I remember waking up in my Downtown Memphis apartment as if it were any other day of the week. At six in the morning, it was still just another Tuesday. The cat perched on the edge of the bed, glaring at me because he wanted food. Joe grumbled for the same.
I took my shower then tossed on my Sleep Out Louie’s t-shirt and my jeans, ready to head out to the downtown restaurant I managed back in those days. Joe woke up while I was watching television and asked me if I would make a McDonald’s run before I left. Sure. No problem.
I was sitting in the drive through after ordering a sausage and egg biscuit for me and breakfast burritos for Joe, listening to Howard Stern ramble on about something most likely lewd, but funny none the less, because back in those days I didn’t have streaming media in my car and didn’t have an ipod. The CDs I carried were getting old and well, Howard made me laugh.
I approached the window just as Howard said, “A plane hit one of the twin towers!”
Now, of course, I was a bit taken aback by the news, but like most, didn’t really think anything of it. As I was pulling onto the road leading down to my apartment, the second plane hit. Okay, now it’s time to panic.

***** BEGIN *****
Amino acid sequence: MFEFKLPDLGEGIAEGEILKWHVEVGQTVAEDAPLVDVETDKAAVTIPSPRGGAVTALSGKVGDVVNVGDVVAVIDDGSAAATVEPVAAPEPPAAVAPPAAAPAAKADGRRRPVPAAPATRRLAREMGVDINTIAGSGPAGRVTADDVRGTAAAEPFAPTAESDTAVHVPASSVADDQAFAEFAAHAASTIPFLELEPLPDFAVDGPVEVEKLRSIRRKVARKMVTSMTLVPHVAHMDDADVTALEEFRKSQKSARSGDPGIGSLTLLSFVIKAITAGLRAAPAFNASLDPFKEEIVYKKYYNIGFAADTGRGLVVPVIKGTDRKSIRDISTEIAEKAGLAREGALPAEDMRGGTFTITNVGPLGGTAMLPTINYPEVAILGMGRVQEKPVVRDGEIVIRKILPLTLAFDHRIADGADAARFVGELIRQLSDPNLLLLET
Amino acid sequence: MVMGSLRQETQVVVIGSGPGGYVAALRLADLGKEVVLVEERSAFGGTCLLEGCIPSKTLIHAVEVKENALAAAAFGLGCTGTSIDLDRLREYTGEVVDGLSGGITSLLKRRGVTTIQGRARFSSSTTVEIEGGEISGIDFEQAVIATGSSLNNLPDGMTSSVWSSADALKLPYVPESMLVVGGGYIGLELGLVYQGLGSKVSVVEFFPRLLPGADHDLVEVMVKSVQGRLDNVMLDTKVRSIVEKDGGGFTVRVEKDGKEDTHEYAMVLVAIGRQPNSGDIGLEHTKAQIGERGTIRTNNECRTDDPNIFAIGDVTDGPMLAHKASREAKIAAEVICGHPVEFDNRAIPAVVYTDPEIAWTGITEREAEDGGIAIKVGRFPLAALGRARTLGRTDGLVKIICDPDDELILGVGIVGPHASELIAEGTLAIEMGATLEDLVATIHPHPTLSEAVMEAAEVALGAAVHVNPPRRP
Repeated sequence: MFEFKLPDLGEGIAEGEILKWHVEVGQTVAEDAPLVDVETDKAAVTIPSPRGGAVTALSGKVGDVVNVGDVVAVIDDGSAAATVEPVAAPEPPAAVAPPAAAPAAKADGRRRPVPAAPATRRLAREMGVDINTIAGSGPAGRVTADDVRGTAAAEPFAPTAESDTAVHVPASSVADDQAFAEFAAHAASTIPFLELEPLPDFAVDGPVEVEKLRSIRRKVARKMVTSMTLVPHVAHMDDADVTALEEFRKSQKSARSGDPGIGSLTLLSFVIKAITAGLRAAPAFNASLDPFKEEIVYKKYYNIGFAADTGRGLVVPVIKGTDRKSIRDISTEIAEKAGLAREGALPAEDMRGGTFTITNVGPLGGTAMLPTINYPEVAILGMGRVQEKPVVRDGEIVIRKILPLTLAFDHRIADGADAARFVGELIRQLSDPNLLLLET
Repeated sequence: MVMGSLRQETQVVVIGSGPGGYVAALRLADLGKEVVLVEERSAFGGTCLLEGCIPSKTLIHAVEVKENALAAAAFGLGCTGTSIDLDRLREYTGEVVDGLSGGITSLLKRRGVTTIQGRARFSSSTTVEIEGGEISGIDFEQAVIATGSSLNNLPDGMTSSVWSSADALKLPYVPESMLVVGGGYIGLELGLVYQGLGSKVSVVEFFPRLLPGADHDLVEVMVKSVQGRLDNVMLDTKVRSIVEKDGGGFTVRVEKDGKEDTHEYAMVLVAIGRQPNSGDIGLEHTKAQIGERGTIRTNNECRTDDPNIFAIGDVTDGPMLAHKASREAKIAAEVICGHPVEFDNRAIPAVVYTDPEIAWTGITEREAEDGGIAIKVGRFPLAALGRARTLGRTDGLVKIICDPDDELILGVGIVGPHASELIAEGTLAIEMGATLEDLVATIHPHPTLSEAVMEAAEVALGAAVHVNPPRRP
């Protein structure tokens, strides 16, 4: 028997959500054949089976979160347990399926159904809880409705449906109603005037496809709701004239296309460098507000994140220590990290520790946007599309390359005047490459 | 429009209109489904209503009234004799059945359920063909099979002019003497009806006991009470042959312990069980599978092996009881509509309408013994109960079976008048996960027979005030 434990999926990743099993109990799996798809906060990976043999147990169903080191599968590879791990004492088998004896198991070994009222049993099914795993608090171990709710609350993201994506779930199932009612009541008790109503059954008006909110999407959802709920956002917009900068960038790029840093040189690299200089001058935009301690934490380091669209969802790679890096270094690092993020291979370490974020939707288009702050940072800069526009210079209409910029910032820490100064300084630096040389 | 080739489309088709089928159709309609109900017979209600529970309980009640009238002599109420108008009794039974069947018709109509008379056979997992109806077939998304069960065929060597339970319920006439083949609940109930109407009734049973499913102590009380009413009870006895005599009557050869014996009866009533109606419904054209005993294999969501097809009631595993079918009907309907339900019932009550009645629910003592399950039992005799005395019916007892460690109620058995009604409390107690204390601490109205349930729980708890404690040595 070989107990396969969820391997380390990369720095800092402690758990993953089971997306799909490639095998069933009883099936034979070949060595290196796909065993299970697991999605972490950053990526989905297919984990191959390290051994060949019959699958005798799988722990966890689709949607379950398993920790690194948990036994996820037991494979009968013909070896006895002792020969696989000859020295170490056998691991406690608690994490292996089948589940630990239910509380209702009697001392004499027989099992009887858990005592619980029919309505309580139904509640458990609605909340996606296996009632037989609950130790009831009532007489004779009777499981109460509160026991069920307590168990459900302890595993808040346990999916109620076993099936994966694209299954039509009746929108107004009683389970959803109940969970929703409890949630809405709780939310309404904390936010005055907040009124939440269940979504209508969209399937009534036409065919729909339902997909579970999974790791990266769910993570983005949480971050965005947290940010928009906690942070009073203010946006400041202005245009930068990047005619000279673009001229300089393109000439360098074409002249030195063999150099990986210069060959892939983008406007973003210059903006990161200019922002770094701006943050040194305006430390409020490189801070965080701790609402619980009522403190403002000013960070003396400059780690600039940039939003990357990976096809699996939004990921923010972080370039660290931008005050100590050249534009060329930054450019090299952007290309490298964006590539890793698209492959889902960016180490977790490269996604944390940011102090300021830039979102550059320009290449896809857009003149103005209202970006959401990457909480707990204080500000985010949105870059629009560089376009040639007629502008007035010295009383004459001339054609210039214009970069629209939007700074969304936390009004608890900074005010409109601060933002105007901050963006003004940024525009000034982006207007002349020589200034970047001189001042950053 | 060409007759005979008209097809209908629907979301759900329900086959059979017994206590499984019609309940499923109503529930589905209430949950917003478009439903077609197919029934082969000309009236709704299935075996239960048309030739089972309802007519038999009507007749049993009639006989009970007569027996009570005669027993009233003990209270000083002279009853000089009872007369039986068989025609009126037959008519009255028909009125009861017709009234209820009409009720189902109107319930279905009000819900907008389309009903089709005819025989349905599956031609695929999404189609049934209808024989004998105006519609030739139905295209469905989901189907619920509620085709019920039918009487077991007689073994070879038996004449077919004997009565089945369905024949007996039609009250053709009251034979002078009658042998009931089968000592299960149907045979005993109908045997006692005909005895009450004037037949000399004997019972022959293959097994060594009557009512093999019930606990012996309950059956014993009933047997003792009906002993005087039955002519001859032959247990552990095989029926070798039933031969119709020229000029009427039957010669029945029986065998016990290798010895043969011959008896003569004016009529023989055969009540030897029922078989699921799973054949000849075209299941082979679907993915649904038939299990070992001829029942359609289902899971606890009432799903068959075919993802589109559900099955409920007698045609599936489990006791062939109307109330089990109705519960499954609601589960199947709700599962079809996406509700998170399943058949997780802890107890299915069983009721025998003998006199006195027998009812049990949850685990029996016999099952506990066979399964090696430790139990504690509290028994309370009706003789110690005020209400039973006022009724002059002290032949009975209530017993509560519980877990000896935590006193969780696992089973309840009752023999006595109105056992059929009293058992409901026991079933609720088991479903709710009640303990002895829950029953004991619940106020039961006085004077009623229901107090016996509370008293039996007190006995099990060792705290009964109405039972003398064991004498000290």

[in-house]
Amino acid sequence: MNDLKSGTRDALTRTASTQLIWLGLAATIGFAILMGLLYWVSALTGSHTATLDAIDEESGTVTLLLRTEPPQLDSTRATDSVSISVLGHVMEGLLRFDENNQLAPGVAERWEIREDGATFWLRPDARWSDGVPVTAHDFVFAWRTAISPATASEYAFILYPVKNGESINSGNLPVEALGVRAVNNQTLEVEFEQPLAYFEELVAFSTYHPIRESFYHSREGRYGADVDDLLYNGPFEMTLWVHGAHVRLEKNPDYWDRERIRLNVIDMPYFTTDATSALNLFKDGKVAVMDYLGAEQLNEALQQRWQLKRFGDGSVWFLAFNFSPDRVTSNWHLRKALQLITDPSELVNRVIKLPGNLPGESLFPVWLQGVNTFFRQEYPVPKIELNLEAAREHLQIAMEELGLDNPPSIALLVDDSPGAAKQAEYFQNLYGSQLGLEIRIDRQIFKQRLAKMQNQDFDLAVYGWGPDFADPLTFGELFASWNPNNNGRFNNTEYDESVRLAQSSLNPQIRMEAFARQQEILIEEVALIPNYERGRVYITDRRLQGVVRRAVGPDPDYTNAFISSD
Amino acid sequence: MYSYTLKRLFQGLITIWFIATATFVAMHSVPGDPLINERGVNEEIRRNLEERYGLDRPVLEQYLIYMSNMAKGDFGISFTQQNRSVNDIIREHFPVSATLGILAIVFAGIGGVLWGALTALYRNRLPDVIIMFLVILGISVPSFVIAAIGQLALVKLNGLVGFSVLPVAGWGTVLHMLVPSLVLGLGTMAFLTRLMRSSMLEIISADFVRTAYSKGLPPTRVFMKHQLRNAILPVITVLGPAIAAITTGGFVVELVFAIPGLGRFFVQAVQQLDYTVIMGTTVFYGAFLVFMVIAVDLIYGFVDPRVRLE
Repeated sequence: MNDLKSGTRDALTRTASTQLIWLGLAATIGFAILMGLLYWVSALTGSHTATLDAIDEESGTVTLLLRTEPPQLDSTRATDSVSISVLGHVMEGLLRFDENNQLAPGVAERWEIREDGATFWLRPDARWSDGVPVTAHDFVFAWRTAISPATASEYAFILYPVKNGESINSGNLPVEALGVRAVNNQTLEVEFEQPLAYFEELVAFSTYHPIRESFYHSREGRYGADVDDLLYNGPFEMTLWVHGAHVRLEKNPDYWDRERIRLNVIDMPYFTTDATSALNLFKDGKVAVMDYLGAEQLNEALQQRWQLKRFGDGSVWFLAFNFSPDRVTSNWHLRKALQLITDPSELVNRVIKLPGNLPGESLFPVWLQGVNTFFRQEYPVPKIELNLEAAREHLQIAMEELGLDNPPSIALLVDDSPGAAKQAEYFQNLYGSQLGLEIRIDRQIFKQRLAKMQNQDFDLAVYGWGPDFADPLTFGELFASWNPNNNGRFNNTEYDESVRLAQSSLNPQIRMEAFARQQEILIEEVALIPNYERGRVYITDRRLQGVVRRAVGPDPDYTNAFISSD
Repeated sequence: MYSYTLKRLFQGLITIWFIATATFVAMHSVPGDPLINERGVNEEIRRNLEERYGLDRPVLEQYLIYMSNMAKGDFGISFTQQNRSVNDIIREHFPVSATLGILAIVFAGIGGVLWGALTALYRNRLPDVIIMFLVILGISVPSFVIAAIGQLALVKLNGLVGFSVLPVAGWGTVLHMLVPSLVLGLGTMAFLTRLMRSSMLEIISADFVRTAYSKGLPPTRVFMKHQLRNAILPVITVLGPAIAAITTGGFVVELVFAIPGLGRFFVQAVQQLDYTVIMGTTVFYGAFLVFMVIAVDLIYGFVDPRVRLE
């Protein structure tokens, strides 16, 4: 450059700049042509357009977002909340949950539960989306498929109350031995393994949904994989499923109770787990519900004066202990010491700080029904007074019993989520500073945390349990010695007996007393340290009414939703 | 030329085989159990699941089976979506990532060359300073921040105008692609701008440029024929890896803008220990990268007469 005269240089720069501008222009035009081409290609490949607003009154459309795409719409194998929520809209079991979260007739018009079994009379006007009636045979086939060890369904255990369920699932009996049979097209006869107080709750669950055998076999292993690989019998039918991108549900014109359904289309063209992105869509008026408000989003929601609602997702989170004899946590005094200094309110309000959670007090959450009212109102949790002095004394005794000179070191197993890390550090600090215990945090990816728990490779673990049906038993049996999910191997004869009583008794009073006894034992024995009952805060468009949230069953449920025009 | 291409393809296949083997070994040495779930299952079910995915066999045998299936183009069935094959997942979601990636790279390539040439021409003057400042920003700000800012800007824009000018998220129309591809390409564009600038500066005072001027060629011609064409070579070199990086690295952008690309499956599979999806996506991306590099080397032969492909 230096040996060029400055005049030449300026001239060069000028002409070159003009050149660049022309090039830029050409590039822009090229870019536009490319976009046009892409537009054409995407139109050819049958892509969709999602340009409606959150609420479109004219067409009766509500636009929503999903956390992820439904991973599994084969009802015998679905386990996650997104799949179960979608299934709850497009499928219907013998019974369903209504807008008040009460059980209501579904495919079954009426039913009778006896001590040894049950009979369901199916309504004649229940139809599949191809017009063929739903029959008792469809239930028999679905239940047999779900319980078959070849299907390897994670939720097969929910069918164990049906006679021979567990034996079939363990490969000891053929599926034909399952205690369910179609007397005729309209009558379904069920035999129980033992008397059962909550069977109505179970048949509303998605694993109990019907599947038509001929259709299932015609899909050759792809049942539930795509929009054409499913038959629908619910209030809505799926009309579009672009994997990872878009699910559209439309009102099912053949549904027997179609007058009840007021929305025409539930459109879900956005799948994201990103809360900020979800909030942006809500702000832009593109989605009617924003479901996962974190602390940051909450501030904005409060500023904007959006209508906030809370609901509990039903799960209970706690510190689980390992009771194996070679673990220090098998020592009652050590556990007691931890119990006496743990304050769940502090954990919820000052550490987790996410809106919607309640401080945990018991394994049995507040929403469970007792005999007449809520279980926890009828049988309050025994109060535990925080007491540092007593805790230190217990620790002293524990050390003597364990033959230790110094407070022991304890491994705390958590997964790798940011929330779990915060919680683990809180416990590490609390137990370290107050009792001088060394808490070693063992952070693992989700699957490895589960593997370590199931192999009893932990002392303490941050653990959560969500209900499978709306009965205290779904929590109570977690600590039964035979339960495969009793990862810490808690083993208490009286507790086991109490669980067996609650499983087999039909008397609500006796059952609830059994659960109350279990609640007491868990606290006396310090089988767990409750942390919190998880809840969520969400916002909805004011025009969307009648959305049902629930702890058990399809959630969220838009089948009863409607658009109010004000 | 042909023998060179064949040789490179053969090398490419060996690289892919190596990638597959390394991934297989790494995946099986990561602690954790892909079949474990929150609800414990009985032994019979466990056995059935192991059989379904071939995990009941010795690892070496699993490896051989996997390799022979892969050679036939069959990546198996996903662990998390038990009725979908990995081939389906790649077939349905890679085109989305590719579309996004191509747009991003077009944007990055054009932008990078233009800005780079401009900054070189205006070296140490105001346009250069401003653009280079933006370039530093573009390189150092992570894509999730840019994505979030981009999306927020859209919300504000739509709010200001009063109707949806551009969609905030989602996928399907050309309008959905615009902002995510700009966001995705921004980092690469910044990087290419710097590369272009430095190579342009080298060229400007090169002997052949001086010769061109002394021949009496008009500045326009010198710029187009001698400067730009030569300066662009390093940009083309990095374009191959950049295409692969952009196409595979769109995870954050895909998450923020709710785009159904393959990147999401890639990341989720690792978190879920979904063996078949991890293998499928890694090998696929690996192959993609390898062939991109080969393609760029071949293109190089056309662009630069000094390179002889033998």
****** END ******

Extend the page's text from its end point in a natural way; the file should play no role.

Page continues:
Believe it or not, I can recall every moment I was in the car, listening to Howard and Robin and the other people in the studio talk about what they saw. I remember getting back to the apartment and immediately turning on Fox News. I stayed glued to the television up until the very last second, when I had no choice but to leave so I could go to work.
When I arrived in Downtown Memphis (very close to the Federal Building) the place was a ghost town. Now, at that point, I didn’t know the Pentagon had been attacked and the one person I saw in the Parking Garage didn’t mention it. She told me downtown was closed because of terrorist threats. I later found out that wasn’t the case. A gas main had ruptured and downtown was evacuated, but at that point, I suppose it was a safe assumption.
That day, I went back home and stayed glued to the television—watching everything unfold, the mass chaos and fear. I watched people cry for their loved ones and listened to reporters’ speculations. Honestly, nothing ever scared me so much. I believed everything about this country was going to change and the freedoms we enjoyed, we would no longer have. We as a country lost a lot during the 9-11 attacks. Some people lost family and loved ones, some lost their sense of peace and privacy. Some citizens lost their safety and became targets of racist, bigoted attacks.
How was your life changed after 9-11?